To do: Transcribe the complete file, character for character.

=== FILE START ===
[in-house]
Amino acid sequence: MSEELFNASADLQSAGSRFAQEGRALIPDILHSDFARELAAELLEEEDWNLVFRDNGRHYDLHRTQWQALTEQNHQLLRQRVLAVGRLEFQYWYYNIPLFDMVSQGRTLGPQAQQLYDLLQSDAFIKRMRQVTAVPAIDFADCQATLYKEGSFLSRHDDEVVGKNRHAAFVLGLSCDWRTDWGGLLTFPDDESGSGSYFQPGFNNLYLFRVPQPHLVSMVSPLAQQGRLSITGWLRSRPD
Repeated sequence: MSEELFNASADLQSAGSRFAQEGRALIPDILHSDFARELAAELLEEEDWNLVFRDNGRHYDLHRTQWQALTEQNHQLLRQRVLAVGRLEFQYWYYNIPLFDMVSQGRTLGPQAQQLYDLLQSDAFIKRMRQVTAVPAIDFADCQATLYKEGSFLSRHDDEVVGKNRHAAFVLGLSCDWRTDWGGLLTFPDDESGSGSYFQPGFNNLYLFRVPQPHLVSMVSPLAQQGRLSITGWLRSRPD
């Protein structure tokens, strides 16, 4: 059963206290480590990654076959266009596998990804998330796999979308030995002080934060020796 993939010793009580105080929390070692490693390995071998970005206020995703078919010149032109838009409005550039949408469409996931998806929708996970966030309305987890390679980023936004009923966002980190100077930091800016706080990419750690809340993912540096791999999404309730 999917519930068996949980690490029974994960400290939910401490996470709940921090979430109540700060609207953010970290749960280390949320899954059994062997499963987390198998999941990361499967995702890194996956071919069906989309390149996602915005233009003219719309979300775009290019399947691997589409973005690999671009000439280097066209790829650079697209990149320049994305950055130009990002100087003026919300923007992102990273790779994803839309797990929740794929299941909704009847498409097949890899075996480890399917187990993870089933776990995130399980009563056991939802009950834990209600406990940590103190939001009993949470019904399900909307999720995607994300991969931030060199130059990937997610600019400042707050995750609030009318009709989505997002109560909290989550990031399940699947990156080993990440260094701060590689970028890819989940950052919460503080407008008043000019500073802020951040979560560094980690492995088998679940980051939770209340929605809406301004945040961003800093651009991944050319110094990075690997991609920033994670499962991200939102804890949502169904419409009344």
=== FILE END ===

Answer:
[in-house]
Amino acid sequence: MSEELFNASADLQSAGSRFAQEGRALIPDILHSDFARELAAELLEEEDWNLVFRDNGRHYDLHRTQWQALTEQNHQLLRQRVLAVGRLEFQYWYYNIPLFDMVSQGRTLGPQAQQLYDLLQSDAFIKRMRQVTAVPAIDFADCQATLYKEGSFLSRHDDEVVGKNRHAAFVLGLSCDWRTDWGGLLTFPDDESGSGSYFQPGFNNLYLFRVPQPHLVSMVSPLAQQGRLSITGWLRSRPD
Repeated sequence: MSEELFNASADLQSAGSRFAQEGRALIPDILHSDFARELAAELLEEEDWNLVFRDNGRHYDLHRTQWQALTEQNHQLLRQRVLAVGRLEFQYWYYNIPLFDMVSQGRTLGPQAQQLYDLLQSDAFIKRMRQVTAVPAIDFADCQATLYKEGSFLSRHDDEVVGKNRHAAFVLGLSCDWRTDWGGLLTFPDDESGSGSYFQPGFNNLYLFRVPQPHLVSMVSPLAQQGRLSITGWLRSRPD
């Protein structure tokens, strides 16, 4: 059963206290480590990654076959266009596998990804998330796999979308030995002080934060020796 993939010793009580105080929390070692490693390995071998970005206020995703078919010149032109838009409005550039949408469409996931998806929708996970966030309305987890390679980023936004009923966002980190100077930091800016706080990419750690809340993912540096791999999404309730 999917519930068996949980690490029974994960400290939910401490996470709940921090979430109540700060609207953010970290749960280390949320899954059994062997499963987390198998999941990361499967995702890194996956071919069906989309390149996602915005233009003219719309979300775009290019399947691997589409973005690999671009000439280097066209790829650079697209990149320049994305950055130009990002100087003026919300923007992102990273790779994803839309797990929740794929299941909704009847498409097949890899075996480890399917187990993870089933776990995130399980009563056991939802009950834990209600406990940590103190939001009993949470019904399900909307999720995607994300991969931030060199130059990937997610600019400042707050995750609030009318009709989505997002109560909290989550990031399940699947990156080993990440260094701060590689970028890819989940950052919460503080407008008043000019500073802020951040979560560094980690492995088998679940980051939770209340929605809406301004945040961003800093651009991944050319110094990075690997991609920033994670499962991200939102804890949502169904419409009344």